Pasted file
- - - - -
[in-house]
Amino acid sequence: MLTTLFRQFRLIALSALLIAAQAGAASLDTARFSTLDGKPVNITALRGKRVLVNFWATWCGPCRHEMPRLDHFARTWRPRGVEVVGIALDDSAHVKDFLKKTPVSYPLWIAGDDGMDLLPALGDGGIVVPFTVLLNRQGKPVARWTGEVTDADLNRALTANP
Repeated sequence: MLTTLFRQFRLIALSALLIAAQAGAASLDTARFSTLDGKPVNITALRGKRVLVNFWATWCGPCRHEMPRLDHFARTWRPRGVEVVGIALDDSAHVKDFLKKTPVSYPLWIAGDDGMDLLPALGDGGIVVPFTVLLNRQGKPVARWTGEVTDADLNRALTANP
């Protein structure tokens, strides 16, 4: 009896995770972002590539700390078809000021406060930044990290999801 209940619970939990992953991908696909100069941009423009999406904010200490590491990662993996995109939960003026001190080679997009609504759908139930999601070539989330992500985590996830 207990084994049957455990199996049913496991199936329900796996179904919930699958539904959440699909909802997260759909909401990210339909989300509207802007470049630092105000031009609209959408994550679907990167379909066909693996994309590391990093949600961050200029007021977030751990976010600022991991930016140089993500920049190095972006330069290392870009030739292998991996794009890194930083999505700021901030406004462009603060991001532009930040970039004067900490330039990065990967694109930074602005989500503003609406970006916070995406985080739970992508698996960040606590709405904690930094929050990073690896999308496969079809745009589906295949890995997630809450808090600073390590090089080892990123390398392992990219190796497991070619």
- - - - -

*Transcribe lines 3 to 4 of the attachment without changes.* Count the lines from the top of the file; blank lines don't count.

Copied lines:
Repeated sequence: MLTTLFRQFRLIALSALLIAAQAGAASLDTARFSTLDGKPVNITALRGKRVLVNFWATWCGPCRHEMPRLDHFARTWRPRGVEVVGIALDDSAHVKDFLKKTPVSYPLWIAGDDGMDLLPALGDGGIVVPFTVLLNRQGKPVARWTGEVTDADLNRALTANP
């Protein structure tokens, strides 16, 4: 009896995770972002590539700390078809000021406060930044990290999801 209940619970939990992953991908696909100069941009423009999406904010200490590491990662993996995109939960003026001190080679997009609504759908139930999601070539989330992500985590996830 207990084994049957455990199996049913496991199936329900796996179904919930699958539904959440699909909802997260759909909401990210339909989300509207802007470049630092105000031009609209959408994550679907990167379909066909693996994309590391990093949600961050200029007021977030751990976010600022991991930016140089993500920049190095972006330069290392870009030739292998991996794009890194930083999505700021901030406004462009603060991001532009930040970039004067900490330039990065990967694109930074602005989500503003609406970006916070995406985080739970992508698996960040606590709405904690930094929050990073690896999308496969079809745009589906295949890995997630809450808090600073390590090089080892990123390398392992990219190796497991070619």